When you ask Americans what they look for in a tasty piece of USDA-certified chicken, they say, "Less government inspection of this chicken before I eat it." Today, the government has heard your voice, America.
The USDA announced an overhaul of poultry inspection rules yesterday. The good news is that they are "encouraging" inspectors and poultry plants to increase their testing for salmonella and other vomit-centric diseases, and they decided to keep the maximum inspection line speed at a modest 140 chickens per minute (anyone can inspect 140 chickens per minute, come on) rather than the 175 chickens per minute that was proposed earlier.
The bad news is they are actually decreasing the number of government poultry inspectors, and that the poultry industry likes these new rules because it leaves much of the inspection duties to them, which is always a bad sign. Also, the existence of the poultry industry is bad news, because imagine if you are reincarnated as a chicken. Here is what the group Food and Water Watch had to say about the new rules, in part:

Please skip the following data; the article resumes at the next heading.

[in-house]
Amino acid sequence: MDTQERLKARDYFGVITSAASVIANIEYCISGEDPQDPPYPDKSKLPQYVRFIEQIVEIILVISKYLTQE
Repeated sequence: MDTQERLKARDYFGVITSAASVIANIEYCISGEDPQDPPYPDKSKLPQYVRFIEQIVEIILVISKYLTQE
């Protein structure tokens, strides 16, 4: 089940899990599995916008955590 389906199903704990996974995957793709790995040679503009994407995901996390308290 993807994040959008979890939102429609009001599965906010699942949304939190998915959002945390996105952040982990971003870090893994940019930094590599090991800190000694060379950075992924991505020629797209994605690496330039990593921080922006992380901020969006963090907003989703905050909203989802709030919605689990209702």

One of the changes that has been made to the original proposed rule is to cap the line speed in chicken slaughter facilities at 140 birds per minute, instead of 175 birds per minute. This is not a meaningful victory because there are not accompanying worker safety regulations to deal with the musculoskeletal disorders and other work-related injuries that both the plant workers and USDA inspectors suffer every day working in the poultry slaughter plants. In addition, the one USDA inspector left on the slaughter line under this new rule will still have to inspect 2.33 birds every second – an impossible task that leaves consumers at risk.
I for one trust the Chicken Killing industry to serve as its own policeman. I further trust the brave chicken inspectors of the USDA to thoroughly inspect more than two chickens per second throughout the day, because—[pulls off mask]—they are Superman.